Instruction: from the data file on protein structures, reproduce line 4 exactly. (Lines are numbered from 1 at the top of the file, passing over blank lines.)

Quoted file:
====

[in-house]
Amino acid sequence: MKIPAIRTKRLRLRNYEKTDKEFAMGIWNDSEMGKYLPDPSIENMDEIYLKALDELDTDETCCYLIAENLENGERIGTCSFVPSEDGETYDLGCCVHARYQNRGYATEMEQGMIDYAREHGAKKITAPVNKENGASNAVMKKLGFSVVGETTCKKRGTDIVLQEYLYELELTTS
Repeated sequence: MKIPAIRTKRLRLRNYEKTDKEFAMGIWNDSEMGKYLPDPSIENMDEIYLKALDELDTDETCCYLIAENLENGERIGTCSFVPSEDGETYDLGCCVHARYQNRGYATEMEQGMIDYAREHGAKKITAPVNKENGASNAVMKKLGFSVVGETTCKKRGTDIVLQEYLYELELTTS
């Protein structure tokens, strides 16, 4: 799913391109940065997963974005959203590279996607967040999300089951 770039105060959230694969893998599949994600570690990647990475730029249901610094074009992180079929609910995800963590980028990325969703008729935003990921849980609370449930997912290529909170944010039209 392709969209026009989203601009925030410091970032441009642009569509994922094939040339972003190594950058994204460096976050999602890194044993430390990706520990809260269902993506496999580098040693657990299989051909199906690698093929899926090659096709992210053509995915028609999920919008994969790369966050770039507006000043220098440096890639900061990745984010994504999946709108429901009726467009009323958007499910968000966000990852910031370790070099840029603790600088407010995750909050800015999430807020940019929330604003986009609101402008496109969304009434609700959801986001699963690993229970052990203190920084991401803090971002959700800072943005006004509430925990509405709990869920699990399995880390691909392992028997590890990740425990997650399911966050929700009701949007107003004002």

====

């Protein structure tokens, strides 16, 4: 799913391109940065997963974005959203590279996607967040999300089951 770039105060959230694969893998599949994600570690990647990475730029249901610094074009992180079929609910995800963590980028990325969703008729935003990921849980609370449930997912290529909170944010039209 392709969209026009989203601009925030410091970032441009642009569509994922094939040339972003190594950058994204460096976050999602890194044993430390990706520990809260269902993506496999580098040693657990299989051909199906690698093929899926090659096709992210053509995915028609999920919008994969790369966050770039507006000043220098440096890639900061990745984010994504999946709108429901009726467009009323958007499910968000966000990852910031370790070099840029603790600088407010995750909050800015999430807020940019929330604003986009609101402008496109969304009434609700959801986001699963690993229970052990203190920084991401803090971002959700800072943005006004509430925990509405709990869920699990399995880390691909392992028997590890990740425990997650399911966050929700009701949007107003004002």